• Tom Shepstone

    Exactly what literature says “literature on air quality and natural gas development” says “air pollution will be a problem”? Shouldn’t Milton have been challenged on that? Of course, but he wasn’t because it fit the template State Impact wanted for this story. I can say the literature shows just the opposite based on DEP records available to anyone. Also, Minott is simply a paid functionary of the Heinz Endowments who has been against fracking from the beginning.

    • JimBarth

      What Mr. Shepstone would like us to infer from his post is that the shale gas and oil extraction and distribution industries, do not create serious air pollution, let alone a pollution problem at all, when to the contrary, it is inherent to the industries, and has been documented, over and over again just during the past decade, whether in Texas, Colorado, Wyoming, Pennsylvania, or any of the other thirty plus states that this abomination is allowed to be performed. He also wants us to infer that StateImpact Pennsylvania is utterly biased to publish such a story as this?
      If any reader believes either of those propaganda sales pitches, you should immediately purchase a house (not just large areas of vacant land), with your entire life savings, within the active extraction zones. Put your money where your mouth is. Enjoy the resulting “quality of life” the industrial gas/oil extraction land creates.

    • Steve Todd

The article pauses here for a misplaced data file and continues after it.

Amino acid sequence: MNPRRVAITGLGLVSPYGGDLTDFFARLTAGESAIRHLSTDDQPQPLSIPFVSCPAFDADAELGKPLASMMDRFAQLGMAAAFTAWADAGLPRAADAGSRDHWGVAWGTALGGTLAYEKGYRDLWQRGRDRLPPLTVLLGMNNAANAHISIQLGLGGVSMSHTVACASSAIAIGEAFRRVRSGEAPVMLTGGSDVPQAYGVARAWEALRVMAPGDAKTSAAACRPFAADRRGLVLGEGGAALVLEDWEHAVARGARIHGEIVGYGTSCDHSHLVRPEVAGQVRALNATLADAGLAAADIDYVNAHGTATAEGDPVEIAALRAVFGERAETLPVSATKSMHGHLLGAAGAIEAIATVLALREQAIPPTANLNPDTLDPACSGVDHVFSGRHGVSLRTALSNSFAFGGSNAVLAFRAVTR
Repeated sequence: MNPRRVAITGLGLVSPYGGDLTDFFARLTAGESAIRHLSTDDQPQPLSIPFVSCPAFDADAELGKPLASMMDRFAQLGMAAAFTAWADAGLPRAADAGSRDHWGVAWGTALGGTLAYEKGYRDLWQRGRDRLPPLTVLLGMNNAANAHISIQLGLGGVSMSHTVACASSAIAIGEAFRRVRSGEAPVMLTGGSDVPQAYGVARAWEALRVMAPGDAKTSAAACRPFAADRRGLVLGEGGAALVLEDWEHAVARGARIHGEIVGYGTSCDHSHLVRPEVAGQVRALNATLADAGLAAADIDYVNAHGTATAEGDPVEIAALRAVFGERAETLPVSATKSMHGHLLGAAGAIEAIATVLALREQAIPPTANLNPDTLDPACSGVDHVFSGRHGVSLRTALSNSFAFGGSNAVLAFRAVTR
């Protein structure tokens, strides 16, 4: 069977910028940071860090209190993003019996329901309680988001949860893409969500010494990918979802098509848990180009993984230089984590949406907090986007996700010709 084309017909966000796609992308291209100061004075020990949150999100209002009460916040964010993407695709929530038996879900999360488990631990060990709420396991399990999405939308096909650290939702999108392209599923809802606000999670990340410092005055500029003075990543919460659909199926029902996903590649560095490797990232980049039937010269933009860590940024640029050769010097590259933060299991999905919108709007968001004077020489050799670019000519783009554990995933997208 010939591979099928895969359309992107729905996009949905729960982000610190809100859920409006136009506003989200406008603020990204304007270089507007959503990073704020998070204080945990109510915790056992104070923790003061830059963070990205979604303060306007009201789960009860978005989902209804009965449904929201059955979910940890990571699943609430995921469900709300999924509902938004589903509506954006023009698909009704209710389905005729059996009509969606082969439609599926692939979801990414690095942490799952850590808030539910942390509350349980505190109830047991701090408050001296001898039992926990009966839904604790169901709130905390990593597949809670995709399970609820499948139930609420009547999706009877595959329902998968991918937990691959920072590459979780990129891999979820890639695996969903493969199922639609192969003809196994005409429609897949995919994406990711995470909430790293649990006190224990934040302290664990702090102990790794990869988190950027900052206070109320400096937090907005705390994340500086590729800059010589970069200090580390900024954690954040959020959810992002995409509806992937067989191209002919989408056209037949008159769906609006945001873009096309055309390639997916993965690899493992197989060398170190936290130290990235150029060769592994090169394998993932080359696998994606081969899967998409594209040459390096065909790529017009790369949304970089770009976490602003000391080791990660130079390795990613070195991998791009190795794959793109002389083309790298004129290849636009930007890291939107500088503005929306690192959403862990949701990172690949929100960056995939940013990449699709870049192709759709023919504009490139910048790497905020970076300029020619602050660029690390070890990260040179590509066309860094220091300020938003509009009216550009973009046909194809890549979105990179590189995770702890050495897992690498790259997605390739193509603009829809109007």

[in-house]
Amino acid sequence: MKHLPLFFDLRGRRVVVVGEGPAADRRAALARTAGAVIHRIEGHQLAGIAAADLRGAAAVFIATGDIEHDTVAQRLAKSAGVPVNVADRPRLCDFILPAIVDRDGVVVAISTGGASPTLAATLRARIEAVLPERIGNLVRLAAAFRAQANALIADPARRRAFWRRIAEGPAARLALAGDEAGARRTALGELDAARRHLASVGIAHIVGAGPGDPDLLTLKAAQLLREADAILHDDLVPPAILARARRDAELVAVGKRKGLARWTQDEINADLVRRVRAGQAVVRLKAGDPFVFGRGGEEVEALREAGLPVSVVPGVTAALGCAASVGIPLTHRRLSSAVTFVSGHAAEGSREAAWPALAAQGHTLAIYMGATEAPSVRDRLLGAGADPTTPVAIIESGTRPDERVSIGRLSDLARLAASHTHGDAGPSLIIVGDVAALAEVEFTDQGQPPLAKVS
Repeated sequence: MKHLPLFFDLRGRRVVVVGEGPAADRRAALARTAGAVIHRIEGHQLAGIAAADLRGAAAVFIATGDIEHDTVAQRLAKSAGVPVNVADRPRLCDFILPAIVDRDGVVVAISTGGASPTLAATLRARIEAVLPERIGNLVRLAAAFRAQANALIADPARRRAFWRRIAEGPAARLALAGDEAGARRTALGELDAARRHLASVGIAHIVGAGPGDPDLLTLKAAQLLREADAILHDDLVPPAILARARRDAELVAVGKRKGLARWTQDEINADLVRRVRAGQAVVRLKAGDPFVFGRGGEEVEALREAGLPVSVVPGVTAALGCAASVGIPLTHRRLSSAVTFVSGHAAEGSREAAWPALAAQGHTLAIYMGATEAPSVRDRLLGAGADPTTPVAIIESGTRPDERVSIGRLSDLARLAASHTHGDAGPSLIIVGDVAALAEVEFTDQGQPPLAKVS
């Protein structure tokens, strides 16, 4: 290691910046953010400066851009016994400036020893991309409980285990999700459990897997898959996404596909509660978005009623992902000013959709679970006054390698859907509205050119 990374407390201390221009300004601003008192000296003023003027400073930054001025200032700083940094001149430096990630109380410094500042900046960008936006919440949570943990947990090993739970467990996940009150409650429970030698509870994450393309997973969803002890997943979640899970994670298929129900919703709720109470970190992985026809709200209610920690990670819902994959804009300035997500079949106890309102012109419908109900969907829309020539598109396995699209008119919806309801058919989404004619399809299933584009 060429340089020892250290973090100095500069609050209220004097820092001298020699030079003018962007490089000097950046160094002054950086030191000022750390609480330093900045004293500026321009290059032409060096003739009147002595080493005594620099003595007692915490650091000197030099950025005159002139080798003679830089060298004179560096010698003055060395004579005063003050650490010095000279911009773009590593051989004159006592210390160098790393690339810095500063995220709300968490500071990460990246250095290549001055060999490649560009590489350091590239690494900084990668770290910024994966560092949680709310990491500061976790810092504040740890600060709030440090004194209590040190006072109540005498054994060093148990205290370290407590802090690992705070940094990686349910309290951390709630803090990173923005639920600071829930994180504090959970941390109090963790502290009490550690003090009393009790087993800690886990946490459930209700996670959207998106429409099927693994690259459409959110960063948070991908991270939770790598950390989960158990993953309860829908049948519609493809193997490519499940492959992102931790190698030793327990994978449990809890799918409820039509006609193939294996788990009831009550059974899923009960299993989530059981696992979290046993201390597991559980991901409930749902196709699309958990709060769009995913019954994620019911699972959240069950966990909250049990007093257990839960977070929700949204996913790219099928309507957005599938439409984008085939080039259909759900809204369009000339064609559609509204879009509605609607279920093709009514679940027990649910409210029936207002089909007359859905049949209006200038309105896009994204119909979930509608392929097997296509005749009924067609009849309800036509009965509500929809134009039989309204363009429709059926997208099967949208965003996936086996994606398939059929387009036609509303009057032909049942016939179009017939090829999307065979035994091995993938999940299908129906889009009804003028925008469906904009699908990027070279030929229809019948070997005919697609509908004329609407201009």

And just exactly why do we think the Heinz Endowments who has been against fracking from the beginning?

    • DeanMarshall

      Tom Shepstone has a Vested Interest in the Gas Industry and is on the payroll of Petroleum Propagandists. This is a man who tried to convince an auditorium full of bright young Bloomsburg University students that ” Golf Courses use more water than Fracking”, whereupon his audience responded in unison, ” But they don’t poison the water on Golf Courses and it returns to the Hydrologic Cycle!” Tom is never going to accept ANY Scientific Study that conflicts with his “Drilling is perfectly safe” BULLSHIT!

    • JimBarth

      Above is a link to just another almost daily brick in the wall concerning reports about the oil and gas extraction industry’s inherent toxic emission problem involving nearly all parts of the extraction process. This one out of The Salt Lake Tribune paper has today as its dateline, and reports on waste “water” open air flowback “ponds” in that State. This location in Utah accepts the waste from the drilling and frac’ing in Colorado. This industry has created a ground level ozone contamination in rural Wyoming worse than experienced in the city of Los Angeles (smog). Any extraction location that has been functioning at high industrial capacity for a few years, be it the Bakken, Barnett, Eagle Ford, whether in Colorado, Wyoming, Texas, Louisiana or Pennsylvania, whether compressor stations, production fields, or, flow back open air waste impoundments; you name it, they create toxic contaminated air.

  • Steve Todd

    Imagine a govt of, by and for the citizens that, PRIOR TO rolling out the red carpet for an industrial land use conducts a health impact assessment, Imagine that it starts with what is called “scoping,” reaching out into the community to find out what concerns and questions already exist. Then it gathers baseline public health information on the community.

    Just imagine that, fellow PA citizens.

  • Euripedes

    One more reason to vote straight D this November…..

  • Kathy

    Check Ohio if you need more on what is to come. So afraid for half my children and all my grandchilfren stuck in the middle of all that pollution and. Poor air quality. My son has adthma and he’s sicker more often now than ever before, right in Northeast to mid state PA. I wrote to Atty General in PA about the DEP and EPA and concerns about fracking. Glad MD is trying to take some precautions with baselines, etc